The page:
soon disintegrate.
2. Ovaries also secrete estrogen (hormones)
responsible for secondary sex characteristics
1. Site for fertilization
B. Fallopian tubes or Oviduct - leads from each
ovary (neither in contact)
When a follicle has completely matured, its egg is
released in a process called ovulation. The follicle
breaks open, and the egg is swept from the surface of
the ovary into the opening of one of the two Fallopian
2. Eggs are not motile; they get pushed along the
fallopian tube by cilia
C. Uterus or Womb - site where the egg implants
it's self if fertilized
After a few days, the egg passes from the Fallopian
tube into the cavity of an organ known as the uterus.
The lining of the uterus is ready to receive a fertilized
egg, if fertilization has occurred.
The outer end of the uterus is called the cervix.
D. Vagina - birth canal, leads to the outside of the
If an egg is to become fertilized, sperm must be
present in the Fallopian tube.
Sperm swim actively through the uterus into the
Fallopian tubes.
FYI: Although hundreds of millions of sperm are released during an
ejaculation, only about one percent will reach the upper region of each
Fallopian tube.
If the egg and sperm meet in the Fallopian tube, the
egg and sperm cell may fuse.
The fusion of the sperm nucleus and egg cell nucleus
is fertilization.
Fertilization occurs in the upper portion of the
oviduct (Fallopian Tube)
The fertilized egg is known a a zygote (a newly
formed diploid cell)
If the egg is not fertilized within about 24 hours after
ovulation, it breaks down and passes through the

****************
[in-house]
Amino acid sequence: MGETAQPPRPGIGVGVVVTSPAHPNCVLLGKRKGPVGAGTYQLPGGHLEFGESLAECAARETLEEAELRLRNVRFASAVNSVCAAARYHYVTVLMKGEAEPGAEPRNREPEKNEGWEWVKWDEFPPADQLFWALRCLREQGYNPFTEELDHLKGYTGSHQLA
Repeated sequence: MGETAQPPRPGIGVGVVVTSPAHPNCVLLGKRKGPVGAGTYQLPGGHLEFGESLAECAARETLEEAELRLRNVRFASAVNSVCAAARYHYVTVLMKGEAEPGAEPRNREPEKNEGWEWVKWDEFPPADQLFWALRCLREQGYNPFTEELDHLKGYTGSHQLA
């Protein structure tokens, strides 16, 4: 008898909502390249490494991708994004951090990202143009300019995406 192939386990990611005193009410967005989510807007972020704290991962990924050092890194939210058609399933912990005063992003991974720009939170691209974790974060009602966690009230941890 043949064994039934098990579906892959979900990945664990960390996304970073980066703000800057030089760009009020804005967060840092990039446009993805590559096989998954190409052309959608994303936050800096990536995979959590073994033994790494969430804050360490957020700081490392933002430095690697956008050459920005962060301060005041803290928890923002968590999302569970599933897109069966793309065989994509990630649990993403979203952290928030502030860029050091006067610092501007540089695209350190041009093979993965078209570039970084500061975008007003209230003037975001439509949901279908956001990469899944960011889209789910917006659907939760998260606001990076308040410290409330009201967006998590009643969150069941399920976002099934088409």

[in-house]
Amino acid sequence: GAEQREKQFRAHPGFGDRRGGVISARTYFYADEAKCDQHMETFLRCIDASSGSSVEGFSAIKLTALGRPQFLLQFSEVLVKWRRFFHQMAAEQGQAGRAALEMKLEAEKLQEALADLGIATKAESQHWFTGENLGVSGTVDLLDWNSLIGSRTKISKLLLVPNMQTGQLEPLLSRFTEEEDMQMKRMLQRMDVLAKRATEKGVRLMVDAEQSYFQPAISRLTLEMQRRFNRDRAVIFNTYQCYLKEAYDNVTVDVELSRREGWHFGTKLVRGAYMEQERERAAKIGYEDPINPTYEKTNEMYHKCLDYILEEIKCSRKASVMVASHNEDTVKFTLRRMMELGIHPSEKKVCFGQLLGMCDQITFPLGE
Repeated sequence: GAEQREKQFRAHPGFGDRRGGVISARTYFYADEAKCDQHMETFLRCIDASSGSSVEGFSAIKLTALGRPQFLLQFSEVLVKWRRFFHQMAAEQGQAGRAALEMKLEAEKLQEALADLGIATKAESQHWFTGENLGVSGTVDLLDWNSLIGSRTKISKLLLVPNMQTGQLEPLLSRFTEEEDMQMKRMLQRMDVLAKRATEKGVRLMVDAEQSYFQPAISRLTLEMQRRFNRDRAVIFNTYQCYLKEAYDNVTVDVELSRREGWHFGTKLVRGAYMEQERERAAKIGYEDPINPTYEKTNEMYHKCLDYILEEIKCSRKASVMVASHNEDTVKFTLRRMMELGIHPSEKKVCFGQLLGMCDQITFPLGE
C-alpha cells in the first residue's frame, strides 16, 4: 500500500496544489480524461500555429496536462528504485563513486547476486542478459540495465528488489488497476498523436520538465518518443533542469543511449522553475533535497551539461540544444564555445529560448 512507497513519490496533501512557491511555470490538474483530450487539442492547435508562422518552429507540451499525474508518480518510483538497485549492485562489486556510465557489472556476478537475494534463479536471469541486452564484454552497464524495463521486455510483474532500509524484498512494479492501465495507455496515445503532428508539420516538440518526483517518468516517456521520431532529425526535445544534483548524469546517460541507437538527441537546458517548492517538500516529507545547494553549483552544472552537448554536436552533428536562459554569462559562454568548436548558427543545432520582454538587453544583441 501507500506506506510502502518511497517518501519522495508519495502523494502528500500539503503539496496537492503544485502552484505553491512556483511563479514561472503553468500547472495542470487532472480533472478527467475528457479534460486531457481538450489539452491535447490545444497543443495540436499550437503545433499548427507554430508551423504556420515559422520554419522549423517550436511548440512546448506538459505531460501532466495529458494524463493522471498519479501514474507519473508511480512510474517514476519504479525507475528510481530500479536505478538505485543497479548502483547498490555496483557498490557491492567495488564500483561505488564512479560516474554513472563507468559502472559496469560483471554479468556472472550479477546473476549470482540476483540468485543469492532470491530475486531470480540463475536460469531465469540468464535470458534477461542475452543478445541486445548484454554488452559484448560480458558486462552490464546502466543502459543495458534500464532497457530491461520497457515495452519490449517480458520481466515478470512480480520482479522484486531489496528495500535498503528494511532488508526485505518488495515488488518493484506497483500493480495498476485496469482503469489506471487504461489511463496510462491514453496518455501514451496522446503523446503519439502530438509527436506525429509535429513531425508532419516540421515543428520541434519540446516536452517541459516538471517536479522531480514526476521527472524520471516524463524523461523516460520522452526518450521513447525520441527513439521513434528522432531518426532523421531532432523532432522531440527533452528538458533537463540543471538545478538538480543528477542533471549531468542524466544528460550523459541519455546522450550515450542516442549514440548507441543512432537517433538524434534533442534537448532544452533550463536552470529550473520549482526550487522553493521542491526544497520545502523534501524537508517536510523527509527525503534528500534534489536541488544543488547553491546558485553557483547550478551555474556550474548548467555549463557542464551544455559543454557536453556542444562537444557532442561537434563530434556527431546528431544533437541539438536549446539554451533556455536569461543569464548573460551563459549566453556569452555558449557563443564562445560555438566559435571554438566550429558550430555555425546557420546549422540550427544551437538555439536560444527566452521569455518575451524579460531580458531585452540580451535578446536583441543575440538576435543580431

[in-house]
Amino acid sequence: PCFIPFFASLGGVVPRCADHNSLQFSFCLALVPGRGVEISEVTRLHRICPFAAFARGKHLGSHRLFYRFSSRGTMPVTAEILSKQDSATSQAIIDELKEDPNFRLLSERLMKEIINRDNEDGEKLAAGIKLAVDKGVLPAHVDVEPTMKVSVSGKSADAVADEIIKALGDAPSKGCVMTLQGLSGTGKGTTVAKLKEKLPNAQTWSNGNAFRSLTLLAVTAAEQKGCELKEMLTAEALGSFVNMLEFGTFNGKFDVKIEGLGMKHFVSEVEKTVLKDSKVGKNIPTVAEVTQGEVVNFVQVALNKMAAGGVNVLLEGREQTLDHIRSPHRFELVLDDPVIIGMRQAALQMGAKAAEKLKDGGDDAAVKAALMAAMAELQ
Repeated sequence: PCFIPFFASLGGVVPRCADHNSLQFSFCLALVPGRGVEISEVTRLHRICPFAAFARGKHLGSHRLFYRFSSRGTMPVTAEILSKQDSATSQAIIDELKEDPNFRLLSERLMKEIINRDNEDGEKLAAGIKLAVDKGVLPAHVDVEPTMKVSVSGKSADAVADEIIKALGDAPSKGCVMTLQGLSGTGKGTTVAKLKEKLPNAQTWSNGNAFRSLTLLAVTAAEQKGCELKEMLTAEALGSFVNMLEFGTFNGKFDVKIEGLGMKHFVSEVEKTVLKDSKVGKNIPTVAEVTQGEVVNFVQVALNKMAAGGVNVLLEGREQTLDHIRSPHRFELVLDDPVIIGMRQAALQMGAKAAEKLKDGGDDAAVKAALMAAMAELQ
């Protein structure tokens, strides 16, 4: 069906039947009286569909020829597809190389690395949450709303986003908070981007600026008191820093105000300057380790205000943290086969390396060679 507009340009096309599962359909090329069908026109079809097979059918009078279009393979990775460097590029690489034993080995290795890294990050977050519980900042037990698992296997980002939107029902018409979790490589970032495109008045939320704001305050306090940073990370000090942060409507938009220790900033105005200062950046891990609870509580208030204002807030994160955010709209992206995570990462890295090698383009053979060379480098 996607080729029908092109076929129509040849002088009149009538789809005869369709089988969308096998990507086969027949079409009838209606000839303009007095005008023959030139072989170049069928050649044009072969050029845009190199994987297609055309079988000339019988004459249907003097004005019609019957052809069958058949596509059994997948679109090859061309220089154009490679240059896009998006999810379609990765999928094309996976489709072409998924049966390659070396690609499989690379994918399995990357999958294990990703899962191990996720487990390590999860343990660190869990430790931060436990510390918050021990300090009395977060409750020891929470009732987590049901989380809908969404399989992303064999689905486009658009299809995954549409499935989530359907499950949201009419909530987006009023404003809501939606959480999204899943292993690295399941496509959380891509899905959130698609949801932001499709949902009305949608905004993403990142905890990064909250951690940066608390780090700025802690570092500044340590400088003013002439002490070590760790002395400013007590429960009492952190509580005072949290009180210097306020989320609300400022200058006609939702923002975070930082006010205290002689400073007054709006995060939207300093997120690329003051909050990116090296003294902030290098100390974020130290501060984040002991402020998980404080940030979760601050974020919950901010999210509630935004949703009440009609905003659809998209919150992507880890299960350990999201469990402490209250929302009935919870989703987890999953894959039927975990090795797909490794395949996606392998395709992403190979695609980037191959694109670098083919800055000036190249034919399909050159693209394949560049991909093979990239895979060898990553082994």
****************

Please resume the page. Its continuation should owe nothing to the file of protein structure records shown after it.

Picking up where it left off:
uterus, through the vagina in a process known as
Sometimes - for varying reasons (blocked oviduct,
infertile husband) – A technique known as in Vitro
Fertilization is used
Test-Tube Baby
Cleavage of the zygote begins while the fertilized egg
is still in the oviduct – about 36 hrs. after fertilization.
Division continues & four days after fertilization, the
embryo is a solid ball of about 50 cells called a morula
Cells rearrange and about six or seven days after
fertilization, the blastocyst attaches itself to the wall of
the uterus.
The embryo secretes enzymes that digest a path into
the soft tissue. This process is known as implantation.
This is the first phase of pregnancy
The second phase – gastrulation and formation – is
about 2 weeks after fertilization.
The marks the actual beginning of pregnancy.
Keep in mind events leading up to birth are sequential
and follow a definite timeline.
If the embryo implants somewhere other than the
uterus – i.e.: oviduct, ovaries, cervix - this is
termed an ectopic pregnancy
Third Phase - Embryonic Period
Period of primary organ differentiation
Ends at about the 8th week
Last phase – a.k.a. Fetal Period
Characterized by rapid growth, changes in body parts
& the final preparation for birth
By the end of the third week of development, the
nervous and digestive systems have begun to form.
The chorion has grown into the uterine tissue to
form a vital organ called the placenta.
The placenta is the connection between mother and
developing embryo.
The developing embryo needs a supply of nutrients